A new report issued by the New Jersey Election Law Enforcement Commission (ELEC) is being cited as evidence that New Jersey’s pay-to-play laws, which are undoubtedly amongst the most robust in the nation, are reducing the amount of money entering New Jersey politics.
Specifically, ELEC’s analysis of contributions to candidates participating in the upcoming May 11 municipal elections in New Jersey indicate that total contributions are down 19% from fundraising totals at the same point four years ago. While current economic conditions would undoubtedly seem to have had some impact on these figures, a close examination of all campaign contributions in New Jersey indicates that pay-to-play laws are playing a significant factor in the reduced fundraising totals.
For example, ELEC is reporting that gross receipts for New Jersey state political parties, and House and Senate Leadership PACs, are down 36% from 2006 levels. Similarly, ELEC states that county party committees have reported 28% reductions in gross receipts over the same period.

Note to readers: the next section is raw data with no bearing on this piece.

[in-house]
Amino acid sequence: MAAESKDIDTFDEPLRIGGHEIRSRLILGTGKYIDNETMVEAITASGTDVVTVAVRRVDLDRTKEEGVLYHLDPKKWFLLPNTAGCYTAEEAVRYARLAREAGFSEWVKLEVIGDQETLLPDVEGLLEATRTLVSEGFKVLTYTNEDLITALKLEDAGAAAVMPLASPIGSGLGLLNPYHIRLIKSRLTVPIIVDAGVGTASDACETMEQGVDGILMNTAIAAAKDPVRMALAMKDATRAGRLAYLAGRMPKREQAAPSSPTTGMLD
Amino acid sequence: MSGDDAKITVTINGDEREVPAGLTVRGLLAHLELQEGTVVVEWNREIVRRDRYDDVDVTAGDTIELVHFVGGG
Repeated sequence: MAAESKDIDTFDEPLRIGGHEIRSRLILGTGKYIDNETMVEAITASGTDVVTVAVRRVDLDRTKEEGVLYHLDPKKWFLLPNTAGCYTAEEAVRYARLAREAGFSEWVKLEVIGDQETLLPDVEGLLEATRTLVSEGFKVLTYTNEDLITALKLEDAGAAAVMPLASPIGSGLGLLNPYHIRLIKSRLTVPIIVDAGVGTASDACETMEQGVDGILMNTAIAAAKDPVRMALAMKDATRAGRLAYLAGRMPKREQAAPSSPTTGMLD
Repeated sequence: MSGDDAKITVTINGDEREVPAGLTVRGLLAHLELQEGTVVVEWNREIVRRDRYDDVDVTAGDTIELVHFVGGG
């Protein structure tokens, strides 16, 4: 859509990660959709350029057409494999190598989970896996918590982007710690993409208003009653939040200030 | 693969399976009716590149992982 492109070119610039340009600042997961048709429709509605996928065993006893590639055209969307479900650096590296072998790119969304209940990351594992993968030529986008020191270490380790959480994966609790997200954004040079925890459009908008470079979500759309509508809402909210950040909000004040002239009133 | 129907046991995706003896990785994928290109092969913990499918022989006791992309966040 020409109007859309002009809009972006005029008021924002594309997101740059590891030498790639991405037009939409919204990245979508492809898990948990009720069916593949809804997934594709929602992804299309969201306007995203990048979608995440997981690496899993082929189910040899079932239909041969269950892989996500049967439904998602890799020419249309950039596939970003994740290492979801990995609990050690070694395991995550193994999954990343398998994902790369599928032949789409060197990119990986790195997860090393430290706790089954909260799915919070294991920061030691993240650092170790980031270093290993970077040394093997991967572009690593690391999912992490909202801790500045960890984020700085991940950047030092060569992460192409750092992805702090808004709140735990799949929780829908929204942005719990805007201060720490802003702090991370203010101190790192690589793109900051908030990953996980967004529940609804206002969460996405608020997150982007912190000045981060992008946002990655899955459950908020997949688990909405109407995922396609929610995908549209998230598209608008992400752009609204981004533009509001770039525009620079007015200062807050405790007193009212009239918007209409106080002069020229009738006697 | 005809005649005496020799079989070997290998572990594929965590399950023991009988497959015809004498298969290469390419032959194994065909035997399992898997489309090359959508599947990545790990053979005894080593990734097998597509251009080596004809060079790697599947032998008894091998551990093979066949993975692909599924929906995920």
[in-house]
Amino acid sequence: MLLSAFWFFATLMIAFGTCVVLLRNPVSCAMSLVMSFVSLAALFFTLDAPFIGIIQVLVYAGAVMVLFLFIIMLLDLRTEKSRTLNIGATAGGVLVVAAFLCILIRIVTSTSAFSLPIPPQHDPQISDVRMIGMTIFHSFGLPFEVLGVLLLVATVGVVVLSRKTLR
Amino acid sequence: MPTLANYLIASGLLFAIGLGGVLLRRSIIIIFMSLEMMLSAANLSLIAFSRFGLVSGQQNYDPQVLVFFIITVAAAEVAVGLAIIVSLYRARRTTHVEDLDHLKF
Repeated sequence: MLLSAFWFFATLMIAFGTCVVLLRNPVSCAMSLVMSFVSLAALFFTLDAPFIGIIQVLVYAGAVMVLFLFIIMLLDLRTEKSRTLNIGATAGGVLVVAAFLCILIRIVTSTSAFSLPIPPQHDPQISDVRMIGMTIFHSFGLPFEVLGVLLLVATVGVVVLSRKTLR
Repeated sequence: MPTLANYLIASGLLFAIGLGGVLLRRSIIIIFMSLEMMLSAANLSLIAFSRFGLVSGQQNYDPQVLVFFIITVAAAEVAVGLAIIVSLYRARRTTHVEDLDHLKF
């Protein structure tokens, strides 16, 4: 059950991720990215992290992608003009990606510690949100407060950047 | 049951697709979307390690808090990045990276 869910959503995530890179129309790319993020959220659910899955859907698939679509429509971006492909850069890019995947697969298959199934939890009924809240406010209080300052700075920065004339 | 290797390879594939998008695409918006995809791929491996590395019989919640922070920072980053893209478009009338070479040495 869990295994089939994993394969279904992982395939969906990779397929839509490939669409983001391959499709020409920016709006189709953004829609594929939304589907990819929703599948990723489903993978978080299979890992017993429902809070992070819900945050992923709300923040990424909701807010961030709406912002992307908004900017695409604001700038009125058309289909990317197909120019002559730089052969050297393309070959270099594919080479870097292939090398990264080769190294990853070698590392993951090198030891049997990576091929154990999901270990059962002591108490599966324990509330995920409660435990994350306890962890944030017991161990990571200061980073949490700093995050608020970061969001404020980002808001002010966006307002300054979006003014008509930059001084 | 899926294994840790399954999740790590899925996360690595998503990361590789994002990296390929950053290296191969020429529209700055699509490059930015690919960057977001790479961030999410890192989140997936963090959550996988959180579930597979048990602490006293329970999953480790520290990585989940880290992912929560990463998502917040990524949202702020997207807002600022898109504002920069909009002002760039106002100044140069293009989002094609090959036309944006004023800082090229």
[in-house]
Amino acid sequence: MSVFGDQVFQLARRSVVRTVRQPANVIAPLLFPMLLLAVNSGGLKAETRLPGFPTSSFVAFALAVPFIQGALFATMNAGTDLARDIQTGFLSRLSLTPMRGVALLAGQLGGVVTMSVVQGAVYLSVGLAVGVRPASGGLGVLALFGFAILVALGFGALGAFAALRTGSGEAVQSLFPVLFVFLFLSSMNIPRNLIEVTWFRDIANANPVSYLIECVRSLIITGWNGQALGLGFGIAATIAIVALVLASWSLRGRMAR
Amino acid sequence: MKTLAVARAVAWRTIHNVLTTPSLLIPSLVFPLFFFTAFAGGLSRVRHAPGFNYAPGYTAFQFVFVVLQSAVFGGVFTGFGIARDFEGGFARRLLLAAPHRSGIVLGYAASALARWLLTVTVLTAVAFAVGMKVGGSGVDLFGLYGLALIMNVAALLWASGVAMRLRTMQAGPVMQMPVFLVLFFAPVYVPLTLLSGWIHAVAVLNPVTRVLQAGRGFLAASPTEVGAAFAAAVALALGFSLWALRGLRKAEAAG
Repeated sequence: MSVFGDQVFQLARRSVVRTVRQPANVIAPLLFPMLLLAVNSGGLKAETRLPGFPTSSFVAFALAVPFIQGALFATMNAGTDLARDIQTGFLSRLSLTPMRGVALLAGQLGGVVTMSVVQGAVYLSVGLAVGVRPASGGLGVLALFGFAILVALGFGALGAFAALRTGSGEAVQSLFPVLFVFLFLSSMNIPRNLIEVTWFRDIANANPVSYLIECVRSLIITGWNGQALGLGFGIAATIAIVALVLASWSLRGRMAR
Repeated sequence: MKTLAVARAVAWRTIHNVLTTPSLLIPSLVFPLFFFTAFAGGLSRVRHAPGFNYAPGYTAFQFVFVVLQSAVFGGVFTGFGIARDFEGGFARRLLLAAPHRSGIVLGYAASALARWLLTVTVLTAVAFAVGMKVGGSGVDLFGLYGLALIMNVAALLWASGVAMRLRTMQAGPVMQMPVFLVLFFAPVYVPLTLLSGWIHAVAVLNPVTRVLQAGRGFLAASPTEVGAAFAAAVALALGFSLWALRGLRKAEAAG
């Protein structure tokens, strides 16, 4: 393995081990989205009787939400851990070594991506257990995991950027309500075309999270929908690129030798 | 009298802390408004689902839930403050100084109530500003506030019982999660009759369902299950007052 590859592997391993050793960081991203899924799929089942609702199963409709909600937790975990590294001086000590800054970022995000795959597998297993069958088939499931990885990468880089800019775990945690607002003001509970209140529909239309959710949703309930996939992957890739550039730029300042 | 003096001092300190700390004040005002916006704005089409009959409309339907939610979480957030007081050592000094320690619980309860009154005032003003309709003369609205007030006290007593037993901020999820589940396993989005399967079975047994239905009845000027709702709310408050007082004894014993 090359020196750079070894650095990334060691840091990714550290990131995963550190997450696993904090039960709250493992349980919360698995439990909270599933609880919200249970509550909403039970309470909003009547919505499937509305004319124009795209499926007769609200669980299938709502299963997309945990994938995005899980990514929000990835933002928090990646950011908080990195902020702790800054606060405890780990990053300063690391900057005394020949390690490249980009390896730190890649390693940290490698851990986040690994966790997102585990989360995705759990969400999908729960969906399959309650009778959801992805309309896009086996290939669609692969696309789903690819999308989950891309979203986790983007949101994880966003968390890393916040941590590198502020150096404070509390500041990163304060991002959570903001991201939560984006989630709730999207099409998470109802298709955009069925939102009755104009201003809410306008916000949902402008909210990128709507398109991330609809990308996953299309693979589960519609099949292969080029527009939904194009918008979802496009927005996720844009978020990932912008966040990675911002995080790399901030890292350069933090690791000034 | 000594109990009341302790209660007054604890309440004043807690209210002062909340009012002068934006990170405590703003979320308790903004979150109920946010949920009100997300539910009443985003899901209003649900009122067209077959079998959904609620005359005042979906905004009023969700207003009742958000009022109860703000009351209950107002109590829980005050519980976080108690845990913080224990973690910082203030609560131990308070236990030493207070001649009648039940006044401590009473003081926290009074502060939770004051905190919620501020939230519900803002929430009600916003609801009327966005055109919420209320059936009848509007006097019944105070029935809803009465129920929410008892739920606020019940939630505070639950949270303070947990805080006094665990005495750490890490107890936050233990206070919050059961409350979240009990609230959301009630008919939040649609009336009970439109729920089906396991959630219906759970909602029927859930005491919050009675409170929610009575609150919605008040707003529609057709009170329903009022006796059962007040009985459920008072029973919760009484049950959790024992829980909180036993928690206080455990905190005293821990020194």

Though municipal pay-to-play limits in New Jersey are generally very stringent by national standards, municipal candidates generally have more flexibility to accept contributions from municipal contractors than New Jersey state candidates do from state contractors. As the ELEC’s Executive Director states, this flexibility may be a significant factor as to why the reductions in municipal contributions are less dramatic than those that are being seen statewide.
In any case, pay-to-play laws are clearly having an impact on the political playing field in New Jersey. Click here for more insight on this trend.
We at the pay-to-play law blog will continue to monitor such developments nationwide.